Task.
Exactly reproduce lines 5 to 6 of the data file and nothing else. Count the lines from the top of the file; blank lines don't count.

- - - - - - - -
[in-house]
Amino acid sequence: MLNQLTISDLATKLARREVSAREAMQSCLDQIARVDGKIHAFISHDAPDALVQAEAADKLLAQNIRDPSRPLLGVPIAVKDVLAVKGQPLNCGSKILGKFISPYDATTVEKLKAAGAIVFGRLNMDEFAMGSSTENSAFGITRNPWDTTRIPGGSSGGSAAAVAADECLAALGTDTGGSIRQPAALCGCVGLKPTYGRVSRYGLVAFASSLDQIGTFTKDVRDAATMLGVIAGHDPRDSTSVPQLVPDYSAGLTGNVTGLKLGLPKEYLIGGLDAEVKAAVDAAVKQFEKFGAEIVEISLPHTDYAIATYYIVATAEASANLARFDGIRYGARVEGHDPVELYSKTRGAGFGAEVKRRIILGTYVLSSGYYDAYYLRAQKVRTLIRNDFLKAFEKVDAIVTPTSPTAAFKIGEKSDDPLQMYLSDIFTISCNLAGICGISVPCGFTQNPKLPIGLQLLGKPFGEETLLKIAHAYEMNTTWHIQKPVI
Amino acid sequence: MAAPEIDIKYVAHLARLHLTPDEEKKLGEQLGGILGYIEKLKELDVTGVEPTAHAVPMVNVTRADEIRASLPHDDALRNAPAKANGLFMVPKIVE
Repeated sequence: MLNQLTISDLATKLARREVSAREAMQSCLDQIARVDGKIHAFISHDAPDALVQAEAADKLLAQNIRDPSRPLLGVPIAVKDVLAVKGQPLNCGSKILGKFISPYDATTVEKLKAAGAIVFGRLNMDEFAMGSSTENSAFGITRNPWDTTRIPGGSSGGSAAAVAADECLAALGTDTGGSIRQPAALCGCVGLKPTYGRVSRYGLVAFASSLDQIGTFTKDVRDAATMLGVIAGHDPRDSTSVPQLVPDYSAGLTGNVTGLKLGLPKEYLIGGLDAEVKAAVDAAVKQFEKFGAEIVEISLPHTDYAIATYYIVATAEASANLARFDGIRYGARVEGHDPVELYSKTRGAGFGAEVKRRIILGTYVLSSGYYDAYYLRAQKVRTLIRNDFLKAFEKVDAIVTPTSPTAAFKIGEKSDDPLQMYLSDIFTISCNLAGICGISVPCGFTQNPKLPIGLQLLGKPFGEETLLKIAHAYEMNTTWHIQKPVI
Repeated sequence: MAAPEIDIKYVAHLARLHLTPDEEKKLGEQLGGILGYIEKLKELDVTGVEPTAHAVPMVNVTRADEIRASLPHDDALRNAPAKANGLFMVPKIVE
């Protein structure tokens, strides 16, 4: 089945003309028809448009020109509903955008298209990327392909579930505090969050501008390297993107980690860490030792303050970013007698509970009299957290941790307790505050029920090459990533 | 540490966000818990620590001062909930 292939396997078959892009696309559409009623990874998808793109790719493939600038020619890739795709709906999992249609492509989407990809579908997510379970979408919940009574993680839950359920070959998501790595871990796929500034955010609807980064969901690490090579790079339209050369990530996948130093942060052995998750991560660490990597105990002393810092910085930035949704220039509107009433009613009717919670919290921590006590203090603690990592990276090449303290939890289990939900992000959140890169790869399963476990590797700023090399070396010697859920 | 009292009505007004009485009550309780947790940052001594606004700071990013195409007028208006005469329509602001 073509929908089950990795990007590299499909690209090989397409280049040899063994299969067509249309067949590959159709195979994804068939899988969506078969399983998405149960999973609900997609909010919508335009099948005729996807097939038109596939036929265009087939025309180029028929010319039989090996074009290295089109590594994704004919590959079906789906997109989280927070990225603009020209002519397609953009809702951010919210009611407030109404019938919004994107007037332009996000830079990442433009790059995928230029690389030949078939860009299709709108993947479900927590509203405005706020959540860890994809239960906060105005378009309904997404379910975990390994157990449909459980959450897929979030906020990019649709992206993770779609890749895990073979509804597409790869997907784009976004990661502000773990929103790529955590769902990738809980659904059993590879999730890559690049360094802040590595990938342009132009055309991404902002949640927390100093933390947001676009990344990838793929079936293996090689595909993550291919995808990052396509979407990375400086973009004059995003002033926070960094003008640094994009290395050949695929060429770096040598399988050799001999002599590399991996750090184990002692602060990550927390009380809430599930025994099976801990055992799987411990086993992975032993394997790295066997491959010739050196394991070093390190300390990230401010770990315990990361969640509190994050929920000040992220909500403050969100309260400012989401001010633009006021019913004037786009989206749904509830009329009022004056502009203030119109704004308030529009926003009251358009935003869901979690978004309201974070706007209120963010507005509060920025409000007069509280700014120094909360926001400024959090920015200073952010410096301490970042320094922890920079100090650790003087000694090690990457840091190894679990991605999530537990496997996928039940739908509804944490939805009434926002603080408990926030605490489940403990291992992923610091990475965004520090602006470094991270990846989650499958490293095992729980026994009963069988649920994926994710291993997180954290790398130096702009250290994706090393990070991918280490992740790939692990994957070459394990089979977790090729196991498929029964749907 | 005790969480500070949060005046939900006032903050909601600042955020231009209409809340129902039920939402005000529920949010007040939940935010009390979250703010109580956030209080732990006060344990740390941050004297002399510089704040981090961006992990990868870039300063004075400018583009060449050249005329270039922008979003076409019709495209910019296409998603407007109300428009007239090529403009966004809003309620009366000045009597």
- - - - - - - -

Repeated sequence: MAAPEIDIKYVAHLARLHLTPDEEKKLGEQLGGILGYIEKLKELDVTGVEPTAHAVPMVNVTRADEIRASLPHDDALRNAPAKANGLFMVPKIVE
């Protein structure tokens, strides 16, 4: 089945003309028809448009020109509903955008298209990327392909579930505090969050501008390297993107980690860490030792303050970013007698509970009299957290941790307790505050029920090459990533 | 540490966000818990620590001062909930 292939396997078959892009696309559409009623990874998808793109790719493939600038020619890739795709709906999992249609492509989407990809579908997510379970979408919940009574993680839950359920070959998501790595871990796929500034955010609807980064969901690490090579790079339209050369990530996948130093942060052995998750991560660490990597105990002393810092910085930035949704220039509107009433009613009717919670919290921590006590203090603690990592990276090449303290939890289990939900992000959140890169790869399963476990590797700023090399070396010697859920 | 009292009505007004009485009550309780947790940052001594606004700071990013195409007028208006005469329509602001 073509929908089950990795990007590299499909690209090989397409280049040899063994299969067509249309067949590959159709195979994804068939899988969506078969399983998405149960999973609900997609909010919508335009099948005729996807097939038109596939036929265009087939025309180029028929010319039989090996074009290295089109590594994704004919590959079906789906997109989280927070990225603009020209002519397609953009809702951010919210009611407030109404019938919004994107007037332009996000830079990442433009790059995928230029690389030949078939860009299709709108993947479900927590509203405005706020959540860890994809239960906060105005378009309904997404379910975990390994157990449909459980959450897929979030906020990019649709992206993770779609890749895990073979509804597409790869997907784009976004990661502000773990929103790529955590769902990738809980659904059993590879999730890559690049360094802040590595990938342009132009055309991404902002949640927390100093933390947001676009990344990838793929079936293996090689595909993550291919995808990052396509979407990375400086973009004059995003002033926070960094003008640094994009290395050949695929060429770096040598399988050799001999002599590399991996750090184990002692602060990550927390009380809430599930025994099976801990055992799987411990086993992975032993394997790295066997491959010739050196394991070093390190300390990230401010770990315990990361969640509190994050929920000040992220909500403050969100309260400012989401001010633009006021019913004037786009989206749904509830009329009022004056502009203030119109704004308030529009926003009251358009935003869901979690978004309201974070706007209120963010507005509060920025409000007069509280700014120094909360926001400024959090920015200073952010410096301490970042320094922890920079100090650790003087000694090690990457840091190894679990991605999530537990496997996928039940739908509804944490939805009434926002603080408990926030605490489940403990291992992923610091990475965004520090602006470094991270990846989650499958490293095992729980026994009963069988649920994926994710291993997180954290790398130096702009250290994706090393990070991918280490992740790939692990994957070459394990089979977790090729196991498929029964749907 | 005790969480500070949060005046939900006032903050909601600042955020231009209409809340129902039920939402005000529920949010007040939940935010009390979250703010109580956030209080732990006060344990740390941050004297002399510089704040981090961006992990990868870039300063004075400018583009060449050249005329270039922008979003076409019709495209910019296409998603407007109300428009007239090529403009966004809003309620009366000045009597």